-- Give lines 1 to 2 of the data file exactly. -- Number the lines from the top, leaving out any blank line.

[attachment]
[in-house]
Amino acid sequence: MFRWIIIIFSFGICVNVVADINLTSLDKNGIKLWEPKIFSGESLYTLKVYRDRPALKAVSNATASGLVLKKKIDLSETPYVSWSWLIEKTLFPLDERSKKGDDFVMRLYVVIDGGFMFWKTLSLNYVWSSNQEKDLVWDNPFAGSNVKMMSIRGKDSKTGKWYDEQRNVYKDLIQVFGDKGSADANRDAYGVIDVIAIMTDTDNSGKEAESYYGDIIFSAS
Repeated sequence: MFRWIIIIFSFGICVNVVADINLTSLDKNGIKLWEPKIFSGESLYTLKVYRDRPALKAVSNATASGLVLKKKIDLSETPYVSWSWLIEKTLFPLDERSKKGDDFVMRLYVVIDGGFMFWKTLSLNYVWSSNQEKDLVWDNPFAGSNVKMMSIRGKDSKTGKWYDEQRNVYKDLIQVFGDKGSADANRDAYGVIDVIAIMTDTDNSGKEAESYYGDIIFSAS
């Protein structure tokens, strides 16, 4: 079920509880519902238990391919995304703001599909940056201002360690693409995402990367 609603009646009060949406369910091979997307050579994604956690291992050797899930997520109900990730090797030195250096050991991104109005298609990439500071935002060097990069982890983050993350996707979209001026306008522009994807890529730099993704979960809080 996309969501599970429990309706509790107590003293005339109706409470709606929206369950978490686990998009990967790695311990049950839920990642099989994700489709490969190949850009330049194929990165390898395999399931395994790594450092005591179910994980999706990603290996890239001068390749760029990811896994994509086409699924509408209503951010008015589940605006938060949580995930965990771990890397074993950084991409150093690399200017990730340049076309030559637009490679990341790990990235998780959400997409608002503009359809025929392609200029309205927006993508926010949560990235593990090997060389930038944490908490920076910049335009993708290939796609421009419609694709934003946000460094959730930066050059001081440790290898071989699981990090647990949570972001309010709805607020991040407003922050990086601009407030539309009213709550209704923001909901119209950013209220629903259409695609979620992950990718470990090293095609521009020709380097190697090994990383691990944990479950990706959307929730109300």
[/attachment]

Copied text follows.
[in-house]
Amino acid sequence: MFRWIIIIFSFGICVNVVADINLTSLDKNGIKLWEPKIFSGESLYTLKVYRDRPALKAVSNATASGLVLKKKIDLSETPYVSWSWLIEKTLFPLDERSKKGDDFVMRLYVVIDGGFMFWKTLSLNYVWSSNQEKDLVWDNPFAGSNVKMMSIRGKDSKTGKWYDEQRNVYKDLIQVFGDKGSADANRDAYGVIDVIAIMTDTDNSGKEAESYYGDIIFSAS